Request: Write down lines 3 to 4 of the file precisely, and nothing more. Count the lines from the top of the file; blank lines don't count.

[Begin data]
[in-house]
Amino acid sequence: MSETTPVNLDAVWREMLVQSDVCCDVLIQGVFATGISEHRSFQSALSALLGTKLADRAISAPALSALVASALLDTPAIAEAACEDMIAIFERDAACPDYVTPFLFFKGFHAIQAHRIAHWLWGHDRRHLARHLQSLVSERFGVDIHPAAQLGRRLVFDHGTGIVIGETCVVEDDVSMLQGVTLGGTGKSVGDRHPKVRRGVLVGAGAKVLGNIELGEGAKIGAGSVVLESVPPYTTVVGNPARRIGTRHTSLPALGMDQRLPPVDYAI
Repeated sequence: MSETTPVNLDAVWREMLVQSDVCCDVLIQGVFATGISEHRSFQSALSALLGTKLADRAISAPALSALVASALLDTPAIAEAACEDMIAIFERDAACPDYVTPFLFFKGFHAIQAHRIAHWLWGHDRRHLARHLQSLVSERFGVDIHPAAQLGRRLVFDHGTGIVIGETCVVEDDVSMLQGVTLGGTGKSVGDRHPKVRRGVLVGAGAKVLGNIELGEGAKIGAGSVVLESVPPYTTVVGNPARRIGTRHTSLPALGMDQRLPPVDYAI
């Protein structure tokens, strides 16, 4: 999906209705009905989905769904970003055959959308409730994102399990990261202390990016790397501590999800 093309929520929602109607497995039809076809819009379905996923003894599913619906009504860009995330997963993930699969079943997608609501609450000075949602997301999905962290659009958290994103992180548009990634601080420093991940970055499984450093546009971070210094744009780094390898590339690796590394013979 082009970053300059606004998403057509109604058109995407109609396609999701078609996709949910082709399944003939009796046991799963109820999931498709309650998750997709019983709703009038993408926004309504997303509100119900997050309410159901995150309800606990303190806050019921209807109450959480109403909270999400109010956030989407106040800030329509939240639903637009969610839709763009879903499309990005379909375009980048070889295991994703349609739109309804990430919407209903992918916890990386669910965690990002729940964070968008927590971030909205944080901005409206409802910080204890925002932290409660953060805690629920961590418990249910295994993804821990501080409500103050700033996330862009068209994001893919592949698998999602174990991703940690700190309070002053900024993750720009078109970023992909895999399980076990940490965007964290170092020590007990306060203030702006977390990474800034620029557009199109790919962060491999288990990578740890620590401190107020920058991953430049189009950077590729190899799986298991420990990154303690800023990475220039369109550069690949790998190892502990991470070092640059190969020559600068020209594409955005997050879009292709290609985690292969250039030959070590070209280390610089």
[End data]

Repeated sequence: MSETTPVNLDAVWREMLVQSDVCCDVLIQGVFATGISEHRSFQSALSALLGTKLADRAISAPALSALVASALLDTPAIAEAACEDMIAIFERDAACPDYVTPFLFFKGFHAIQAHRIAHWLWGHDRRHLARHLQSLVSERFGVDIHPAAQLGRRLVFDHGTGIVIGETCVVEDDVSMLQGVTLGGTGKSVGDRHPKVRRGVLVGAGAKVLGNIELGEGAKIGAGSVVLESVPPYTTVVGNPARRIGTRHTSLPALGMDQRLPPVDYAI
């Protein structure tokens, strides 16, 4: 999906209705009905989905769904970003055959959308409730994102399990990261202390990016790397501590999800 093309929520929602109607497995039809076809819009379905996923003894599913619906009504860009995330997963993930699969079943997608609501609450000075949602997301999905962290659009958290994103992180548009990634601080420093991940970055499984450093546009971070210094744009780094390898590339690796590394013979 082009970053300059606004998403057509109604058109995407109609396609999701078609996709949910082709399944003939009796046991799963109820999931498709309650998750997709019983709703009038993408926004309504997303509100119900997050309410159901995150309800606990303190806050019921209807109450959480109403909270999400109010956030989407106040800030329509939240639903637009969610839709763009879903499309990005379909375009980048070889295991994703349609739109309804990430919407209903992918916890990386669910965690990002729940964070968008927590971030909205944080901005409206409802910080204890925002932290409660953060805690629920961590418990249910295994993804821990501080409500103050700033996330862009068209994001893919592949698998999602174990991703940690700190309070002053900024993750720009078109970023992909895999399980076990940490965007964290170092020590007990306060203030702006977390990474800034620029557009199109790919962060491999288990990578740890620590401190107020920058991953430049189009950077590729190899799986298991420990990154303690800023990475220039369109550069690949790998190892502990991470070092640059190969020559600068020209594409955005997050879009292709290609985690292969250039030959070590070209280390610089």